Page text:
In the meantime, against this backdrop she has gone on three interviews, and gotten a job offer. She is going out "in the field" on this job tomorrow at the boss's invitation, to be sure she wants to do it. Apparently the job is hers if she observes for an afternoon and wants the work. It's a marketing position that she thinks she would enjoy.

She's taking her meds. She's running miles every day. She's waiting for an email that says she can complete the registration process for the college class. She's making a quilt for Le Boyfriend for Christmas (which may be celebrated in March!). She's going to meetings. She's staying positive (though very manic at times, with this recent court issue). She's gotten a job and tested clean today for probation.

Her officer basically told her, "I'm going to bat for you. It may not work. But never the less, don't "f#%k me over, and abscond or get loaded, because I'll send you away for years." And she would!

We'll know more after we find out if the boys get given more time, and we'll know more after she sees the judge on the 27th. In the meantime, she's going to "keep doing the next right thing" (her words).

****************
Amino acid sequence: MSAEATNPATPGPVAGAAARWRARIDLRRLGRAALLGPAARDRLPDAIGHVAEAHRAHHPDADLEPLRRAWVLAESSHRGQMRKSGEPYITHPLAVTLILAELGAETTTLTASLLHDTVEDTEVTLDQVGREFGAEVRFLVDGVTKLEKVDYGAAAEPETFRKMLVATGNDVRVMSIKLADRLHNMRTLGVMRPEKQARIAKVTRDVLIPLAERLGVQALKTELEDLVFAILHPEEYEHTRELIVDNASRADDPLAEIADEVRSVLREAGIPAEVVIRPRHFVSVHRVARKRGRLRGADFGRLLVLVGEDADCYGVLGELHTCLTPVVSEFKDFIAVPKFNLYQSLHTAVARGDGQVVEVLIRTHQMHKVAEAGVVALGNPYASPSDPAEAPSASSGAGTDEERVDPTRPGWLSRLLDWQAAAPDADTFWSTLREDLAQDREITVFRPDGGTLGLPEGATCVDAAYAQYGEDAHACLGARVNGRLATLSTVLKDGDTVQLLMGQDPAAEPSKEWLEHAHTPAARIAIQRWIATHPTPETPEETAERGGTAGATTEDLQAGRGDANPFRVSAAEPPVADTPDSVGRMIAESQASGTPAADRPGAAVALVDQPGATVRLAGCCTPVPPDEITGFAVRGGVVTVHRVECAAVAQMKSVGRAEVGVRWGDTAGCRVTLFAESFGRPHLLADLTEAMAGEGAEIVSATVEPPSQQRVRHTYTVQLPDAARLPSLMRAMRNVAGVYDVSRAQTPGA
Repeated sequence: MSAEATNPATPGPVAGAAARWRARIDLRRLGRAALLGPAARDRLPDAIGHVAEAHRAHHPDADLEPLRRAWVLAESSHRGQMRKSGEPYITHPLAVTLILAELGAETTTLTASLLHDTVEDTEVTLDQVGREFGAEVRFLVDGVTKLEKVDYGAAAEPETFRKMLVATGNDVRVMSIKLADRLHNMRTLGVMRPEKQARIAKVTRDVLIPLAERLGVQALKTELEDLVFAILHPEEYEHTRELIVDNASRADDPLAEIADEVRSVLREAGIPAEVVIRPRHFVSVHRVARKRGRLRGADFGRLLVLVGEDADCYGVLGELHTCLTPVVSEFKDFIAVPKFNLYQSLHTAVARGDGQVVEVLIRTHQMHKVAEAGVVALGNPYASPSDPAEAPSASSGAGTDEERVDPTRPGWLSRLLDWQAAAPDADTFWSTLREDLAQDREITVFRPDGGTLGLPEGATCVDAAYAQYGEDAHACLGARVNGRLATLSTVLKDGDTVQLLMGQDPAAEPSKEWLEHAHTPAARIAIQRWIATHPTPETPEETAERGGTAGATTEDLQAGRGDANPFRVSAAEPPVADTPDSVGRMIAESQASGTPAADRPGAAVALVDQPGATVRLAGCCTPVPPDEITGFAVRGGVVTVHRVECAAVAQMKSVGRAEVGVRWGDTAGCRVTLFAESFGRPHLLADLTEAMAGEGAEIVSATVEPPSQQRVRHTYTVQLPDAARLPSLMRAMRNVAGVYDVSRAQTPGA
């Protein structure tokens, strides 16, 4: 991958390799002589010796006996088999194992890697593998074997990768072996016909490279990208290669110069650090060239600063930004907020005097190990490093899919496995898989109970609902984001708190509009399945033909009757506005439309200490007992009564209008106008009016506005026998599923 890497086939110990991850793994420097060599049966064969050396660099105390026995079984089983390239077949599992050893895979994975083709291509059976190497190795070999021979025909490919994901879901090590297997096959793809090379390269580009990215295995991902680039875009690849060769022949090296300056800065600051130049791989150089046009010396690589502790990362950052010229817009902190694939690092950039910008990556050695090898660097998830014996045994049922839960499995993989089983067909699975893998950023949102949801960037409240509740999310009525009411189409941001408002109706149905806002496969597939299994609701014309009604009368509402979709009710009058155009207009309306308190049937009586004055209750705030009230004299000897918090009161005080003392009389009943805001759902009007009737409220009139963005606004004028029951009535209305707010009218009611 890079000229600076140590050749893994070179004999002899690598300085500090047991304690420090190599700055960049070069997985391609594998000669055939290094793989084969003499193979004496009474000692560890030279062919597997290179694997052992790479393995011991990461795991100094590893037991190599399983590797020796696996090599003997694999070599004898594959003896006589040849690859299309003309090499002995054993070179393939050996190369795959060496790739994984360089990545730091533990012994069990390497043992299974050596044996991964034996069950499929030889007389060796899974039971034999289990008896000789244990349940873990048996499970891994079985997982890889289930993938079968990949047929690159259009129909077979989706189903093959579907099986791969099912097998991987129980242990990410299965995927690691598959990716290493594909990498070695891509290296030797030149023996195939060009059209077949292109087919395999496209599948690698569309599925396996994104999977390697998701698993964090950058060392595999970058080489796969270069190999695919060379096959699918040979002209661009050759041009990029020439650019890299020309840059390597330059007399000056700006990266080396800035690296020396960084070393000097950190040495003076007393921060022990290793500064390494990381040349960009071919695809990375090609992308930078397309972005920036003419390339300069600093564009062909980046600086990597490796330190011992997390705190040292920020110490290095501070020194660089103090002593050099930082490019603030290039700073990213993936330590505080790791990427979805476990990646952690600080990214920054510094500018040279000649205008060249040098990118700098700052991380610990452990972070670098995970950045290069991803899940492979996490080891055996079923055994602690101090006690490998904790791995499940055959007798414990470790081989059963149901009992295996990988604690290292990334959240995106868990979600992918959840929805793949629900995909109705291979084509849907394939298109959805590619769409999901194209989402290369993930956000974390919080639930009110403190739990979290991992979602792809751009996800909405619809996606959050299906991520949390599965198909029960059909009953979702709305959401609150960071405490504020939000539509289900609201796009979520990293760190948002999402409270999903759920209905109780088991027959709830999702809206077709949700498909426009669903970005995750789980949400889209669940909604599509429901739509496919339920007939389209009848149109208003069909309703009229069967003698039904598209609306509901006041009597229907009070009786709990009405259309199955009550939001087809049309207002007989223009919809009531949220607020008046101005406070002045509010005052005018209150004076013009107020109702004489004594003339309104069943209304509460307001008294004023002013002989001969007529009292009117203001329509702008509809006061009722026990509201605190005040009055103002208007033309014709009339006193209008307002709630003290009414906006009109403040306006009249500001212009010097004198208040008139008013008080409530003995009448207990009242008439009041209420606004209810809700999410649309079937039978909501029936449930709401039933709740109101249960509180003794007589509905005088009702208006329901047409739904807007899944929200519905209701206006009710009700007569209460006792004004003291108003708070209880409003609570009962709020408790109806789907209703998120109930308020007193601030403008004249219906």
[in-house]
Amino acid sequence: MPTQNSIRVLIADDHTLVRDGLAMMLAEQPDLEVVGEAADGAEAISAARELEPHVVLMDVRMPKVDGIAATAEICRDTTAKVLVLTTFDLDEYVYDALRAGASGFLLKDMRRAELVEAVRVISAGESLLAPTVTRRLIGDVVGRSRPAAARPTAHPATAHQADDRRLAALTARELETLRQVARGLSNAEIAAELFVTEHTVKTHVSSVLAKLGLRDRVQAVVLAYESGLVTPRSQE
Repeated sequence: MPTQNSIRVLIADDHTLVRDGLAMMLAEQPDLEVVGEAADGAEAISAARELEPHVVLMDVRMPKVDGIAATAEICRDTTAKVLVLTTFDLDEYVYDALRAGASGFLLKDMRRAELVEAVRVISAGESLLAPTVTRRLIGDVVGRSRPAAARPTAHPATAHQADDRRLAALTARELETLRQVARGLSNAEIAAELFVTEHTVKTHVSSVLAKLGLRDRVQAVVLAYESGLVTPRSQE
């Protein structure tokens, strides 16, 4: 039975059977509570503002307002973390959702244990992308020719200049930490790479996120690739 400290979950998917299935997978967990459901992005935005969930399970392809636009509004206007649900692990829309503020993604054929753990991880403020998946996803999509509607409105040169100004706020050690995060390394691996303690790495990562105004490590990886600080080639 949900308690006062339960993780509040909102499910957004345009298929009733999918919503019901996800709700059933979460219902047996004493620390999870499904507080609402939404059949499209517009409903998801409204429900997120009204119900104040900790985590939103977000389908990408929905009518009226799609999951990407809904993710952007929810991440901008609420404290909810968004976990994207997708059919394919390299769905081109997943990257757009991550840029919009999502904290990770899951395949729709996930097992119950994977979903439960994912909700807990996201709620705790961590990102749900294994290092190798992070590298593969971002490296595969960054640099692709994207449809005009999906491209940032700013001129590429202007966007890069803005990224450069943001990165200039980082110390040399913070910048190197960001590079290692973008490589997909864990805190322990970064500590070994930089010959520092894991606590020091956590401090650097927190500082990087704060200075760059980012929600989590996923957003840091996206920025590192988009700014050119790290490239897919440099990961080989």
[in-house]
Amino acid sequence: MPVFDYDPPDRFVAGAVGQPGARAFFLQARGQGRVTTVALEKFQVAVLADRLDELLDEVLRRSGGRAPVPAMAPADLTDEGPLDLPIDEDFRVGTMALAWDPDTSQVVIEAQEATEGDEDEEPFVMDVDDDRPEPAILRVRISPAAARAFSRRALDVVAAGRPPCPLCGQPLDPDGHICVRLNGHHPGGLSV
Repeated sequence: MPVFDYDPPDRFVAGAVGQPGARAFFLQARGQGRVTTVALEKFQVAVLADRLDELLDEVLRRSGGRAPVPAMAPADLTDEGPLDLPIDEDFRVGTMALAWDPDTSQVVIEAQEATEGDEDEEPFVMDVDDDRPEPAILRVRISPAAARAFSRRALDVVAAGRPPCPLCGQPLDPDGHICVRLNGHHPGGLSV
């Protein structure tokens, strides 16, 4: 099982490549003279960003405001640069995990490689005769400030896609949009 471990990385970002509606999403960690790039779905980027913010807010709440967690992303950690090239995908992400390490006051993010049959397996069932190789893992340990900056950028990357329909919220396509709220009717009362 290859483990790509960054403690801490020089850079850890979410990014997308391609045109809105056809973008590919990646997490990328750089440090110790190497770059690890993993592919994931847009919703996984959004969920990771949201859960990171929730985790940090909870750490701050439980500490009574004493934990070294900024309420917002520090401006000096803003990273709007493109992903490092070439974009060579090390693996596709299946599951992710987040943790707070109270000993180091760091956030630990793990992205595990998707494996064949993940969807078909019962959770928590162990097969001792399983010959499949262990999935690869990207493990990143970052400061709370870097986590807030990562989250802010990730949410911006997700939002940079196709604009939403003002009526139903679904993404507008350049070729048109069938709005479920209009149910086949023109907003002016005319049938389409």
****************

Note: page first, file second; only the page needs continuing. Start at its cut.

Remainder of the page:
She says she is going to get going with this job, stay on her meds and stay healthy, and write LeBoyfriend lots of letters. She asked me to come with her for the Friday night meeting at the Crossing Church this week. It's a special comedy show for the first half. Then she'll head to her Women's 12-step meeting and I'll head to a Coda meeting. Next week should be calmer with her working daily and things settling into place.

We are grateful beyond words for this little interlude. We're soaking up the good times, letting her handle everything she can on her own, and stepping in to provide transportation when the bus isn't going where she needs to be. I've not reminded her about her meds, but I see her taking them. She gets a bit frantic at times but usually can self-calm, or be reassured that God is handling this just like He thinks would be best for her.

Thought for today, that the Crossing Church posted on the LifeLines facebook page:
Recovery is a journey between two stations. One station represents total chaos, and the other represents total serenity. What is important is not where you are, but what direction you are facing.

Prayers for all our children and families continue!

Thursday, December 2, 2010

"T -2"

Two days and she’ll be home. Her room is ready. Clean sheets, vacuumed, dusted….

The room had become a junk closet of sorts, over the past couple of years. In the last month or so, the room has regurgitated all over the house, a lot of junk has been thrown away, the house contents have shifted and resettled with a contented sigh, and I swear, even her dog knows she’s coming home.